New Evidence Cited Against Mexico’s Former Security Chief

NEW YORK (AP) — New evidence against Mexico’s former top security official has been uncovered since he was charged with taking tens of millions of dollars in bribes to protect Joaquin “El Chapo” Guzman’s Sinaloa cartel, federal prosecutors said Thursday.

“The strength of the government’s case has only increased” since a grand jury indicted Genaro García Luna last year on charges he conspired to traffic cocaine and made false statements, prosecutors wrote in court filings.

Mexico’s former Secretary of Public Safety Genaro García Luna is accused of taking millions of dollars in bribes from the Sinaloa drug cartel. (AP file photo/Marco Ugarte)

Prosecutors said they have additional witnesses who will testify that García Luna “agreed to assist the Sinaloa Cartel in exchange for millions of dollars in bribes.”

The testimony is corroborated, the government said, by newly discovered financial records that show García Luna had been living off those bribes since moving to the United States with his family several years ago.

García Luna denies the charges and says he intends to fight them at his New York City trial. His defense attorney, Cesar de Castro, has said the case is built upon the discredited — and self-serving — accounts of drug traffickers.

The new details came as prosecutors asked a federal magistrate in Brooklyn to reject García Luna’s request to be released on $1 million bond while awaiting trial.

De Castro said it would be “nearly impossible” for García Luna to flee the United States, as he also is under investigation in Mexico and would be arrested upon entering that country. García Luna has surrendered his passport, he added.

“The government comes in and says he’s a flight risk because he’s Mexican and has access to corrupt Mexican officials,” de Castro said. “He is not a flight risk.”

Prosecutors countered that García Luna has “every incentive” to flee prosecution, as he faces a mandatory minimum of 10 years behind bars on each of three conspiracy counts. “This incentive is only further amplified by the strength of the government’s evidence in this case,” they wrote.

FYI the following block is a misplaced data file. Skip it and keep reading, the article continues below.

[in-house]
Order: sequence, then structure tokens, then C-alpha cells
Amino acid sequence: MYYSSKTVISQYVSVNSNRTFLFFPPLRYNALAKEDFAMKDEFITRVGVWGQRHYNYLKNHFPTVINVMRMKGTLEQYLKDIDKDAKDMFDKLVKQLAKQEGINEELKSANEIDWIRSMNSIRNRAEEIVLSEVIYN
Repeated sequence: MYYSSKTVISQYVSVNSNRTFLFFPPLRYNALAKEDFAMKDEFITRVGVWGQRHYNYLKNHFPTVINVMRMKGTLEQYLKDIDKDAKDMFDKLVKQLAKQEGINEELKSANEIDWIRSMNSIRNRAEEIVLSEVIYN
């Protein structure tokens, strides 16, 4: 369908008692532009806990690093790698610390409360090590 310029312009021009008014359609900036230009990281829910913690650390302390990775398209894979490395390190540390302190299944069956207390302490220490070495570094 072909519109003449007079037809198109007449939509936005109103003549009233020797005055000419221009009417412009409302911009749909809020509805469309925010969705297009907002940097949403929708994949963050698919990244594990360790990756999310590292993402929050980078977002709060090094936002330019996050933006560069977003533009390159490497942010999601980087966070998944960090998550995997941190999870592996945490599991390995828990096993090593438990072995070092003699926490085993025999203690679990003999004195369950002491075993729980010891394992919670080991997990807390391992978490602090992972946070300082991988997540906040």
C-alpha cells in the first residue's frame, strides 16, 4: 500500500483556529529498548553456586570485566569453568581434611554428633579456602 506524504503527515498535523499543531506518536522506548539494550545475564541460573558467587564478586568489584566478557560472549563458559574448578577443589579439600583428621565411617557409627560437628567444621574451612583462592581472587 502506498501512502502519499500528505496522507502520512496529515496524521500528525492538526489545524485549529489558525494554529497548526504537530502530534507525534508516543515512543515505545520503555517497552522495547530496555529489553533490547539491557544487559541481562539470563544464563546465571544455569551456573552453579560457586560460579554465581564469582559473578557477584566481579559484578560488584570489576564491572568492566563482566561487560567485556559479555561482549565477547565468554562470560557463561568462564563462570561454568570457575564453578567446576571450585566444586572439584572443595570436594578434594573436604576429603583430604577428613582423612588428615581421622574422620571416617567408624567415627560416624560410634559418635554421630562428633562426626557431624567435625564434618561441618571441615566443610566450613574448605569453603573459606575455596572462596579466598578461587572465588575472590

U.S. Magistrate Judge Robert M. Levy did not rule out the possibility of García Luna being released on bond, but said he wants to know more about the sureties that would be on the hook financially should he abscond before trial.

García Luna is accused of accepting tens of millions of dollars in bribes — often stuffed in briefcases full of cash — to shield the Sinaloa cartel from law enforcement.

Prosecutors say that García Luna amassed a fortune allowing Guzman’s narcotrafficking syndicate to operate with impunity in Mexico. Before convicting Guzman last year, jurors in his New York trial heard former cartel member Jesus Zambada testify that he personally made at least $6 million in payments to García Luna, on behalf of his older brother, cartel boss Ismael “El Mayo” Zambada.

Guzman was sentenced to life in prison last year after a jury convicted him in a massive drug conspiracy involving murder and mayhem.

The cartel shipped multi-ton drug loads to New York and other U.S. cities, including the federal district covering Brooklyn and Queens, prosecutors say.

García Luna, who lived in Miami before being charged, led Mexico’s Federal Investigation Agency from 2001 to 2005, and from 2006 to 2012 served as Mexico’s secretary of public security.

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